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A Startup’s Survival Guide to CES

How your business can get the most value from the biggest tech event of the year

It’s that time of year again. No, not Christmas or New Year’s or any other holidays. Those relaxing days are behind us. Rather, now is the time to buckle up and get ready for CES, the largest, most frenetic, and demanding tech event of the year.

CES is an absolute giant of a trade show. It brings together large tech giants, countless manufacturers, and a galaxy of hardware and software startups to see what’s new for the coming year. For many startups, taking the trip to Las Vegas represents a major investment and potential opportunity to gain traction for their business or potentially forge new partnerships.

I consider myself a CES veteran, having attended the conference nearly 10 years in a row before joining Microsoft. Due to its sheer size, it can be a challenging event to navigate and an even greater challenge to optimize the opportunities for your business. So, to help startups maximize their time at CES I put together the following survival guide. Below, you’ll find insights into everything from where to stay, to how to optimize meeting opportunities and everything in between.

To booth or not to booth

This is the very first question you should ask yourself. If you’re attending CES this year, you’ve already placed your bet, but in general booths should only be taken by the largest or most established companies. If you’re still a young startup, it’s unlikely that you will be able to justify the investment in an expensive booth.

The real value startups can get out of CES is the opportunity to meet with executives at the large tech companies or with manufactures from the Asian supply chain.

A base of operations

If CES is all about meetings, how do you make this happen? The secret to CES is that the most important meetings don’t happen at the show itself. The smart move is to book a suite at one of the hotels on the strip and use that as a base. The best location is the Venetian or any of the hotels nearby.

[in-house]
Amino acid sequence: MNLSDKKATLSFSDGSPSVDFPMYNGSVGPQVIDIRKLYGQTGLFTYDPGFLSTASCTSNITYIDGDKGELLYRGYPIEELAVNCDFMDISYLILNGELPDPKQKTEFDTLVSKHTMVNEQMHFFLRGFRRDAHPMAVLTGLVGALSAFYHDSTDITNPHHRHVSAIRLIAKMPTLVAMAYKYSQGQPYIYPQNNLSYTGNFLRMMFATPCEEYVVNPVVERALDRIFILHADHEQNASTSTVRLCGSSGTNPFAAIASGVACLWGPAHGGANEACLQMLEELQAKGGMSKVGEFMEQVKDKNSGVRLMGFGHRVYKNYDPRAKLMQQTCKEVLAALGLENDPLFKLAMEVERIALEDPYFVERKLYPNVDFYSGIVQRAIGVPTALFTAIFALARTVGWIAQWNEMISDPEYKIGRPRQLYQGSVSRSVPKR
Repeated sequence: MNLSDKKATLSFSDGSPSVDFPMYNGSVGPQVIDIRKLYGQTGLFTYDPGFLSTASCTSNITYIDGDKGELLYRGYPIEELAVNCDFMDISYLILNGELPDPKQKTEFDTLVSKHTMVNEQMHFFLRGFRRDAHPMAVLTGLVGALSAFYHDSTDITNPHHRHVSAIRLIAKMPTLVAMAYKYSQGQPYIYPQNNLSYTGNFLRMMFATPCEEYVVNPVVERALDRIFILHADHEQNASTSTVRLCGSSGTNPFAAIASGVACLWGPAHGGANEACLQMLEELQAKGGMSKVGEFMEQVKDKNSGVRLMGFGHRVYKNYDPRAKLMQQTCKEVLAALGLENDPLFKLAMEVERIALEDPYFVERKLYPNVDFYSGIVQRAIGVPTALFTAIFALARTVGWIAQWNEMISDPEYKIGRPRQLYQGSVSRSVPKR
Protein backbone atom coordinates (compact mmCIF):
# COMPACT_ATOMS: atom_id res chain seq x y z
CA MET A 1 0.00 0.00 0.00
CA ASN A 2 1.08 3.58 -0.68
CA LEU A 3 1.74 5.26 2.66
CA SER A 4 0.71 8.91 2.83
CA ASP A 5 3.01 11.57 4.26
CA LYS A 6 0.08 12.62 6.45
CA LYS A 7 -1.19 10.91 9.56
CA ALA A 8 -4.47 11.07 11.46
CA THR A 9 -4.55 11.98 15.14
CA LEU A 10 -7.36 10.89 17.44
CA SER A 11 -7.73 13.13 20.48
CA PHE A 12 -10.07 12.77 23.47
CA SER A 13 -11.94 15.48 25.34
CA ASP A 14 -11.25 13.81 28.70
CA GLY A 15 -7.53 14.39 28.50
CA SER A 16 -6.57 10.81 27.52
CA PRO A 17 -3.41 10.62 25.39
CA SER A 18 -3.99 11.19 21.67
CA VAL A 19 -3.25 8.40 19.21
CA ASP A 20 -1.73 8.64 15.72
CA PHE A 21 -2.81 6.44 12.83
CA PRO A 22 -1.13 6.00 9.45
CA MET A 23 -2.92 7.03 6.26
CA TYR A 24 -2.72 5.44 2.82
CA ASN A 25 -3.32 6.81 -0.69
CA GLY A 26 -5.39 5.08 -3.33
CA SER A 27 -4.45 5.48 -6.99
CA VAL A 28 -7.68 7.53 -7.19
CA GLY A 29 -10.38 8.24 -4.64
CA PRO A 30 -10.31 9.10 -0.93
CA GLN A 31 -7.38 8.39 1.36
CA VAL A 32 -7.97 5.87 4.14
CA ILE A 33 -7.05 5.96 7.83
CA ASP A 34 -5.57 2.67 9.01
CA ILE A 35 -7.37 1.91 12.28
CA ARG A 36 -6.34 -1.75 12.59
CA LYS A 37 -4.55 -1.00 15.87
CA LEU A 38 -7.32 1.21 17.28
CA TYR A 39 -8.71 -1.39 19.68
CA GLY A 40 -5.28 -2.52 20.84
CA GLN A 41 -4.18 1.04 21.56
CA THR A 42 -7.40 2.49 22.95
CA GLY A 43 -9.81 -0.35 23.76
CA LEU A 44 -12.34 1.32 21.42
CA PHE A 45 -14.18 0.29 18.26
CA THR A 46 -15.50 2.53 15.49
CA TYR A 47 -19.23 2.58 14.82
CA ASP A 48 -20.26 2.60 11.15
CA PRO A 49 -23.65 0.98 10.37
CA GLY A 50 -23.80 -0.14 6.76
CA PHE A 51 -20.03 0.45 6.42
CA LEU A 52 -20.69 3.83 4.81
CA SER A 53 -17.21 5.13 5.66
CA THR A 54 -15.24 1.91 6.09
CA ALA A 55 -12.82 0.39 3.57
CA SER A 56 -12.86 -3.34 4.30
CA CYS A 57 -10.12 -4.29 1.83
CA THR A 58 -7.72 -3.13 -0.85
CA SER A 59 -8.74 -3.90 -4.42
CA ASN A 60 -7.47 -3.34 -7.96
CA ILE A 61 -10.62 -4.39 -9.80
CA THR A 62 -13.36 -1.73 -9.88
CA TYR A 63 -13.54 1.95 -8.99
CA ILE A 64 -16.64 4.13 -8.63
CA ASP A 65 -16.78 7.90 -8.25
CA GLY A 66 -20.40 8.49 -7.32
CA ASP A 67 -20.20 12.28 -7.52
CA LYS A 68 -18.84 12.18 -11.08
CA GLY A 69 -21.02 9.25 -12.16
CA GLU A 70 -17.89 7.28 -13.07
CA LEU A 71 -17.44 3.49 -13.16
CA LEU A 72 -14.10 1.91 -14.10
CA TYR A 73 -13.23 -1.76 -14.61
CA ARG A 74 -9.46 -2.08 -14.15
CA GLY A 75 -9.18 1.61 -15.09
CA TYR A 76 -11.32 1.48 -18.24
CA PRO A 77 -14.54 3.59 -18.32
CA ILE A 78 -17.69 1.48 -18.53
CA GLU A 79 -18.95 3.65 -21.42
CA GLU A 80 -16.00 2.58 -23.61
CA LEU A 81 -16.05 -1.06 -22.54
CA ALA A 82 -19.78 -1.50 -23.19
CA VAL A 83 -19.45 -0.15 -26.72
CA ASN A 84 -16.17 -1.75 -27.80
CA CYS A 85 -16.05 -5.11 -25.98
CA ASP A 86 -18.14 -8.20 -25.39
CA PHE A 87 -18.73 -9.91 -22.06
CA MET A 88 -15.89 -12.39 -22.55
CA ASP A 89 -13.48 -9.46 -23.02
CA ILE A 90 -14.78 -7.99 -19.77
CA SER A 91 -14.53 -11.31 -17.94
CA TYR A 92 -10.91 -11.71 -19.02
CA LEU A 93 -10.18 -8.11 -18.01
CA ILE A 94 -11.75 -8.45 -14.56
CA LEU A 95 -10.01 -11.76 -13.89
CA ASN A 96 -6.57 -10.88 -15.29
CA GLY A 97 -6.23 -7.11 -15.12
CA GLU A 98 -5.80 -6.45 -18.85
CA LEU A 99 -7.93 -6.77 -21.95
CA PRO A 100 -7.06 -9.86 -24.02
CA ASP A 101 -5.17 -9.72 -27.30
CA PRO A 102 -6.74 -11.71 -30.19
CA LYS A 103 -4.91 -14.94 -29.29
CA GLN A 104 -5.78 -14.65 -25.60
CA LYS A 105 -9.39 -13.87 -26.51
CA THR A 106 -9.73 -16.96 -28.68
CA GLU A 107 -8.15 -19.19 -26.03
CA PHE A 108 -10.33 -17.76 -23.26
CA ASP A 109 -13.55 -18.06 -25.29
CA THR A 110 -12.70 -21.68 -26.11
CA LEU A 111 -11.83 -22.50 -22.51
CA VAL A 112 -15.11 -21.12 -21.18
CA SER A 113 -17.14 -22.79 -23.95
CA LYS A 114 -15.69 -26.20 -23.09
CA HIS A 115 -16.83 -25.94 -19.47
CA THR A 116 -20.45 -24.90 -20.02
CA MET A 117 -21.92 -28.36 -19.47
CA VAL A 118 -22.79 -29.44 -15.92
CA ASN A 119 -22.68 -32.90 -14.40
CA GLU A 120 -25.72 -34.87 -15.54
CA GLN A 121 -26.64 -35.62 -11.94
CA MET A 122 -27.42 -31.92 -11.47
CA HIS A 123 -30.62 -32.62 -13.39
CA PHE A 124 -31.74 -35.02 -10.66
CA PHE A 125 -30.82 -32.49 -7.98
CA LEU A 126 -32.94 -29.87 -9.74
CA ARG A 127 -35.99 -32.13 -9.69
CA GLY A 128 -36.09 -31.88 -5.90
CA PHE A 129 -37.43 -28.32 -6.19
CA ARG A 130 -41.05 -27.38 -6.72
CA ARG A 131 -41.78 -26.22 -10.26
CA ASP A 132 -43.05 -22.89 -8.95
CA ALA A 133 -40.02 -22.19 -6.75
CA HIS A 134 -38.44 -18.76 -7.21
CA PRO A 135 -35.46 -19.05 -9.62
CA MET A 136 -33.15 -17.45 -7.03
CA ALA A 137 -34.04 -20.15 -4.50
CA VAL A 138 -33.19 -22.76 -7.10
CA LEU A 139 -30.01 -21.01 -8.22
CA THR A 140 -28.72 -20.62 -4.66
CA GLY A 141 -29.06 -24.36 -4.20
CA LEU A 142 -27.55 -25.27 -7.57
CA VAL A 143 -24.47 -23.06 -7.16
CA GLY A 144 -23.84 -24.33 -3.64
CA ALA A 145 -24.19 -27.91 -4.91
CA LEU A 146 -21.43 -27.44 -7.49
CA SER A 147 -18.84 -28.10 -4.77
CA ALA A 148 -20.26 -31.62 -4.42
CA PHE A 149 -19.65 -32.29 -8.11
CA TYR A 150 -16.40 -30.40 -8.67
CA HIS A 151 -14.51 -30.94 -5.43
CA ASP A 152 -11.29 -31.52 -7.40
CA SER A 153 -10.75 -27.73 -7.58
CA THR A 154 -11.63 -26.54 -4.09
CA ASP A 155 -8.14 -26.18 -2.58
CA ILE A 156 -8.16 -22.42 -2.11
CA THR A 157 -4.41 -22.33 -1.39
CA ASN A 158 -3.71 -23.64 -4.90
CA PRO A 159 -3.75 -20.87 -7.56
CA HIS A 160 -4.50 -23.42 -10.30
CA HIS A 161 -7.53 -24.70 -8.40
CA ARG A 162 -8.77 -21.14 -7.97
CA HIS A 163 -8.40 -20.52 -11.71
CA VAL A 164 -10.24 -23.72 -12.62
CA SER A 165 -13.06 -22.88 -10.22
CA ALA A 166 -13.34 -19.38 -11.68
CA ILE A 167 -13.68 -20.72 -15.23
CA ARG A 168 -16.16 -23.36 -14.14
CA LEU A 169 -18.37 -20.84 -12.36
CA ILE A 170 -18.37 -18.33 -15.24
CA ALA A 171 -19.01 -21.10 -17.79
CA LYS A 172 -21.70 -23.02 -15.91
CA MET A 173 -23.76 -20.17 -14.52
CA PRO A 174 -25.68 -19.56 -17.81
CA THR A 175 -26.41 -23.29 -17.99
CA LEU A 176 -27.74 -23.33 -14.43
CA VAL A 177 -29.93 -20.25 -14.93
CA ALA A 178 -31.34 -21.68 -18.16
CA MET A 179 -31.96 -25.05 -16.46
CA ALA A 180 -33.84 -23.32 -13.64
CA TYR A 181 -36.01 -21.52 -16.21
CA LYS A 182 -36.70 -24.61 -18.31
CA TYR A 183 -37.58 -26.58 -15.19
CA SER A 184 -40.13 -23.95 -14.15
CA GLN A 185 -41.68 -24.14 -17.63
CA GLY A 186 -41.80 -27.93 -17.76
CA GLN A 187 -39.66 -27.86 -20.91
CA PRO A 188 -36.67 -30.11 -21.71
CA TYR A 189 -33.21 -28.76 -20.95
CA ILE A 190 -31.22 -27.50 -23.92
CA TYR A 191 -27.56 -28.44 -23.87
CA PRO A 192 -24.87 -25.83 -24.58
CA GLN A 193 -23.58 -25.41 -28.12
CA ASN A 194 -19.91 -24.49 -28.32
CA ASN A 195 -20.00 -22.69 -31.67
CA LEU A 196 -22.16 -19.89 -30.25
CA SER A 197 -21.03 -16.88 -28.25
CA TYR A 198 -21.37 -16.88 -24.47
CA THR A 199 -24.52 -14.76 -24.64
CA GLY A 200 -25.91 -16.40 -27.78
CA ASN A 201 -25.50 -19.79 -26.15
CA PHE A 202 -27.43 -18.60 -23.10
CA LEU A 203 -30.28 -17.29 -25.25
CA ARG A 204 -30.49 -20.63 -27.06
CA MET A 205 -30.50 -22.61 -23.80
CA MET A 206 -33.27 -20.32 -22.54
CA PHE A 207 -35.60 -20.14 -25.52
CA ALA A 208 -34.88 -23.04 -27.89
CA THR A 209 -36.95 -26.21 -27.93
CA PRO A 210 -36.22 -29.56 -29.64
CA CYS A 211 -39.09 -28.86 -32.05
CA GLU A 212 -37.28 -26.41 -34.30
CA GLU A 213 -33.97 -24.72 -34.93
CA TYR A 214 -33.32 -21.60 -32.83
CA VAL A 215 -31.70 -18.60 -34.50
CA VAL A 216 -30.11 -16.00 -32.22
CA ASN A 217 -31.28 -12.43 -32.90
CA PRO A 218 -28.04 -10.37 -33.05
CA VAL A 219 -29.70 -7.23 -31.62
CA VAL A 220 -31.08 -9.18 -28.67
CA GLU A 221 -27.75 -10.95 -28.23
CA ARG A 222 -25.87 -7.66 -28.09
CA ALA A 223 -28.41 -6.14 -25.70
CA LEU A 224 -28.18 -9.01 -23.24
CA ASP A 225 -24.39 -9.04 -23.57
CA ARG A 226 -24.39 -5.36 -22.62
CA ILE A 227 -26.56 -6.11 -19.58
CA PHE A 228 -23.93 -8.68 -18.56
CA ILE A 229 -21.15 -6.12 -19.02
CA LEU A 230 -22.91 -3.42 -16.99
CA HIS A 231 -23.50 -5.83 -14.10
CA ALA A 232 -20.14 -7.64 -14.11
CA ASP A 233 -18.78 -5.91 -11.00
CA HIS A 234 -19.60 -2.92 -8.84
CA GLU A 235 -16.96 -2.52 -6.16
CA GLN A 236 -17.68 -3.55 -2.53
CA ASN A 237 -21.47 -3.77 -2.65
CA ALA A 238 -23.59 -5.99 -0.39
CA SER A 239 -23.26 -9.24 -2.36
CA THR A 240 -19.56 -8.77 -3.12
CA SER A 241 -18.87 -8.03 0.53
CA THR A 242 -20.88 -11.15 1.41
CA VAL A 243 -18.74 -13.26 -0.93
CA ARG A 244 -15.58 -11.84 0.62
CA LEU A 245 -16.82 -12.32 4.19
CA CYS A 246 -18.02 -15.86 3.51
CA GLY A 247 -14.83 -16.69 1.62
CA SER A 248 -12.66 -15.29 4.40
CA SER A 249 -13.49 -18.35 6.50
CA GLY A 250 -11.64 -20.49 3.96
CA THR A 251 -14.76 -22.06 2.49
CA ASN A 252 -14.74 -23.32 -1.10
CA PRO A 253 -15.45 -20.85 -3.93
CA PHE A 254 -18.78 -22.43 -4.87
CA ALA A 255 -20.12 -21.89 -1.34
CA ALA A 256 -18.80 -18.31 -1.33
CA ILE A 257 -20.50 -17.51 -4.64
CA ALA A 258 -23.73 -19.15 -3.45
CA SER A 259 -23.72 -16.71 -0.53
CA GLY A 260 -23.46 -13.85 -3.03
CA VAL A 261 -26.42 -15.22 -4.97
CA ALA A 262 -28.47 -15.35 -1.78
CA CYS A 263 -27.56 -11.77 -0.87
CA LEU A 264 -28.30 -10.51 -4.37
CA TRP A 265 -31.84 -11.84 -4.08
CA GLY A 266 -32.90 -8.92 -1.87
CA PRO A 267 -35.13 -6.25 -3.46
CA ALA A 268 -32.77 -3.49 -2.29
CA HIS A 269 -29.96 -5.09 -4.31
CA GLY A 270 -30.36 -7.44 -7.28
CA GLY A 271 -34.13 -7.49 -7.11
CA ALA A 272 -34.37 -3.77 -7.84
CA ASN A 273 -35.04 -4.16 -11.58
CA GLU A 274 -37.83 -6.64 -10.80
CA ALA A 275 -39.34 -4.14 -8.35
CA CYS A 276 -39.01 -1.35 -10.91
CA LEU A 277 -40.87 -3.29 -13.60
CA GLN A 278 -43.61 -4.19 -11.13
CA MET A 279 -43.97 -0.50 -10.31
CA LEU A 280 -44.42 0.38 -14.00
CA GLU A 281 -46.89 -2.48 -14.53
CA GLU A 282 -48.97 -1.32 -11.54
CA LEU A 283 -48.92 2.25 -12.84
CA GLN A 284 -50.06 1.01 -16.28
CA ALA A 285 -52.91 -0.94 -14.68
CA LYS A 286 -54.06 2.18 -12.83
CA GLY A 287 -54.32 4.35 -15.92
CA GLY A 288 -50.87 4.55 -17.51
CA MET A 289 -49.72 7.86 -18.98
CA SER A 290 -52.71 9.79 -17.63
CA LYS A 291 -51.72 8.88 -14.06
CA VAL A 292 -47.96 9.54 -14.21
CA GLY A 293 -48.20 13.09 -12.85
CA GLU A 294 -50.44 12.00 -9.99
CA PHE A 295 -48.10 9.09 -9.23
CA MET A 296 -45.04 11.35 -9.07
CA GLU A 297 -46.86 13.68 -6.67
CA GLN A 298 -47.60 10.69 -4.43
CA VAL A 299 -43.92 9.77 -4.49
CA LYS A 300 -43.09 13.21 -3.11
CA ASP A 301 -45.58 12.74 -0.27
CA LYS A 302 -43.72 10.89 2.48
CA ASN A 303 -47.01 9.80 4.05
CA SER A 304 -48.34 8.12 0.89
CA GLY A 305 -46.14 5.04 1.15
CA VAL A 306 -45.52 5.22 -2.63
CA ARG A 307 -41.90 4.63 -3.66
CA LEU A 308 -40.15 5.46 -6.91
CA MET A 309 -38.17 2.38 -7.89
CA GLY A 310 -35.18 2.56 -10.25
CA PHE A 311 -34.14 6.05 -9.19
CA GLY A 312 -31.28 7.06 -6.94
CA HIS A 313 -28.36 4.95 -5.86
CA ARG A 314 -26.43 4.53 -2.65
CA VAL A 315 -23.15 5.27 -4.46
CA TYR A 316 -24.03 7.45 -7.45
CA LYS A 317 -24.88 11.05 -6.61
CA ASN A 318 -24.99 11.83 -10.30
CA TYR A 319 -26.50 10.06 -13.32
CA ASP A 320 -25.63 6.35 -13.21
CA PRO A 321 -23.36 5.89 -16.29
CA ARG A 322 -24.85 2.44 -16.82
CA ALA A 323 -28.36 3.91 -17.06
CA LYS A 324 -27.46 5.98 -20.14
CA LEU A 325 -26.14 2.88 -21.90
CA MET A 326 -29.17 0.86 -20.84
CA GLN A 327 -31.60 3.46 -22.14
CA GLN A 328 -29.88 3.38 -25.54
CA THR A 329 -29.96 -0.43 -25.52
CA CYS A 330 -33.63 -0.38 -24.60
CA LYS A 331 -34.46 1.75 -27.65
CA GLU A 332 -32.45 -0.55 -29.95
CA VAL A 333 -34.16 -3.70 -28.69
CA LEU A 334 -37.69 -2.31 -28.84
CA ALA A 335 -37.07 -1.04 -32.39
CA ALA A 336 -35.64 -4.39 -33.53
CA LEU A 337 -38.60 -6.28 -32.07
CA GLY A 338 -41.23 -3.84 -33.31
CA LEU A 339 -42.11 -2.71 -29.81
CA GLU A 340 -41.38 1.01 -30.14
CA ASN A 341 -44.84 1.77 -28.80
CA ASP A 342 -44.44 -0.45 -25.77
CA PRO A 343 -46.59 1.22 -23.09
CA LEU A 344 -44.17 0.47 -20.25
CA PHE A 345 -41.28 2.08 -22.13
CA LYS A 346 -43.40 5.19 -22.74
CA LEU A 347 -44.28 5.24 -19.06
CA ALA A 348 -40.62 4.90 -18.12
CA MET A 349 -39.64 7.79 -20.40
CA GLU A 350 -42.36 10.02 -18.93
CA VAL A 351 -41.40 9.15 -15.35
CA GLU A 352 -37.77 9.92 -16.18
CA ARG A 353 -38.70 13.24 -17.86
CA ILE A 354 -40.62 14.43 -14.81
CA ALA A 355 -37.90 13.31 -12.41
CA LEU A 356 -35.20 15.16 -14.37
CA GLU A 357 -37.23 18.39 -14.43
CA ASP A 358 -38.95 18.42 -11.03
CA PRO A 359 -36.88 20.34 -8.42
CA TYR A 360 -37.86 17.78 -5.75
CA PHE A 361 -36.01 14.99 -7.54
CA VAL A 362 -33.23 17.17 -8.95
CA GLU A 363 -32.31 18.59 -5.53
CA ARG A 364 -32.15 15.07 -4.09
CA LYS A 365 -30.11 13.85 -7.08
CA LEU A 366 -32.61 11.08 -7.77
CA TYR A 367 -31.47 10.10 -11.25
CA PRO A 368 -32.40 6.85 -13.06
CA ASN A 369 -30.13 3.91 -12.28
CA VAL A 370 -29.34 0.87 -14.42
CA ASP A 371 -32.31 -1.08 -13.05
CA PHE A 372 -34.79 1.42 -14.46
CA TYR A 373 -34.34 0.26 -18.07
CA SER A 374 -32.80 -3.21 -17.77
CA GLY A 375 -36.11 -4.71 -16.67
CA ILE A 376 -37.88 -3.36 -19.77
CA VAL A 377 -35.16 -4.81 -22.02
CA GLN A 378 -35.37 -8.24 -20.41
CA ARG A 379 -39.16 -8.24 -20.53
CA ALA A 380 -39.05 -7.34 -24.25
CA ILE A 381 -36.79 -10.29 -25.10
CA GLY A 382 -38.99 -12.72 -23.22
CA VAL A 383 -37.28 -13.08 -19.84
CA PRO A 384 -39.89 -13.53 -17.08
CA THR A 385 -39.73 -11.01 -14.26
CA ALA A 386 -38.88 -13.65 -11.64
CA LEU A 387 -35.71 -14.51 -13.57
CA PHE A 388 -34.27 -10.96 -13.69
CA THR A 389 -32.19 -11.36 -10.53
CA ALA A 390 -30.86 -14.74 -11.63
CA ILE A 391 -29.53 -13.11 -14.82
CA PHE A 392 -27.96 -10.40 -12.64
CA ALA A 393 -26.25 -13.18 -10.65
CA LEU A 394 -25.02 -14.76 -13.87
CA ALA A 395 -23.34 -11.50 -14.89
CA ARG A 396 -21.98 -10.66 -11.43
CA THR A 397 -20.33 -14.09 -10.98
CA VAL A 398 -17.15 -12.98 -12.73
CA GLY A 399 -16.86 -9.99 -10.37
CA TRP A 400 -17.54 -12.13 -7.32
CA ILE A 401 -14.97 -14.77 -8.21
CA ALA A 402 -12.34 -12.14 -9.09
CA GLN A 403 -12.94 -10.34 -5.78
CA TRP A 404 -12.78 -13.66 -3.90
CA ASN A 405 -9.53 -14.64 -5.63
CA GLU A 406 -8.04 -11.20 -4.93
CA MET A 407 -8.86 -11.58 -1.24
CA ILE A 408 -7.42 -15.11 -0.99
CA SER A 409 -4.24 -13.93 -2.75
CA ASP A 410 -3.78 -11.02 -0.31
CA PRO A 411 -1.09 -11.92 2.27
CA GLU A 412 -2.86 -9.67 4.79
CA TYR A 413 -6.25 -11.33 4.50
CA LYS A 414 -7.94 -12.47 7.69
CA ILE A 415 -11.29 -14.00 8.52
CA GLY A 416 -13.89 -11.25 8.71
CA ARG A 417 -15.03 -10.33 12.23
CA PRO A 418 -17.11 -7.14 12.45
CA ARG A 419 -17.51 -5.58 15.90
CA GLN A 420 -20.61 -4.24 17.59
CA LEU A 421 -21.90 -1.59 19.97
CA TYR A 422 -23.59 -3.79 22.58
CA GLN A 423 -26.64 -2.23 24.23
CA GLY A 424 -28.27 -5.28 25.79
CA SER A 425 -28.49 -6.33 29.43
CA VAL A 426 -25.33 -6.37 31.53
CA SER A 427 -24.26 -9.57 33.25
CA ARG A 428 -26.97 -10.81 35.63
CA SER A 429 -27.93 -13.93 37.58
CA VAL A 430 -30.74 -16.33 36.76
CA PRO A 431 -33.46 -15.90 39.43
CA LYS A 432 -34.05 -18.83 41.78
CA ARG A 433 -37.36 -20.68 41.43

Bring everything you need in order to show off your business. If this means bringing every kind of adapter you can think of to run your presentation on the TV in your room, then do it. If it means buying a TV there, then do that as well. That suite is your office while you’re at CES, so make sure you’re ready to do business.

The right team

You need at least two people for a successful event, ideally three. One person should be based out of your suite to take meetings and present your company. The other one or two people should scan the show floor looking for executives to speak to.

Now, it’s important not to drink the Kool-Aid. What does that mean? CES features amazing tech demos with everything from VR, to self-driving cars, and flexible mobile displays. It’s amazing technology. But those amazing demos draw big crowds and lines and will eat away at valuable time. It’s important to focus on the task at hand. Find relevant people, get their business card, and reach out later that evening to arrange a meeting.

Don’t be tempted to meet at a party or over drinks. You will just be drowned out by the noise and distractions of Las Vegas.

Getting there and back again

If possible, arrive at the event a day before and leave a day early. The traffic at the airport and in the city on the first and last days of CES is a nightmare. Giving yourself an extra day can help make it easier to get settled.

What about getting around the city or getting from your hotel to the show (and back)? My recommendation is simple: bring comfortable shoes and just walk. The city grinds to a halt during CES with some of the worst traffic I have ever seen. On top of that, there are terribly long lines to board the shuttles that will just frustrate you and waste your time. So, strap on some comfortable shoes, bring your Fitbit, and think of it as an opportunity to get some exercise.

One last thing

Bring hand cream. No, seriously. The dry Las Vegas air combined with all of the carpeting in the casinos is a perfect recipe for static electricity. The first time I went to CES I got an electric shock every time I touched a door handle or elevator button, and even when I reached out for a handshake. The hand cream helps prevent static build-up on your hands and should cut down on the shocks.

Of course, this guide is based on my experience at the event. If you have learned different lessons, or have received differing advice from friends or colleagues, don’t be afraid to pursue your own course. With an event this size, there is no single “right” way to approach it. The most important thing is to find the right formula for your business.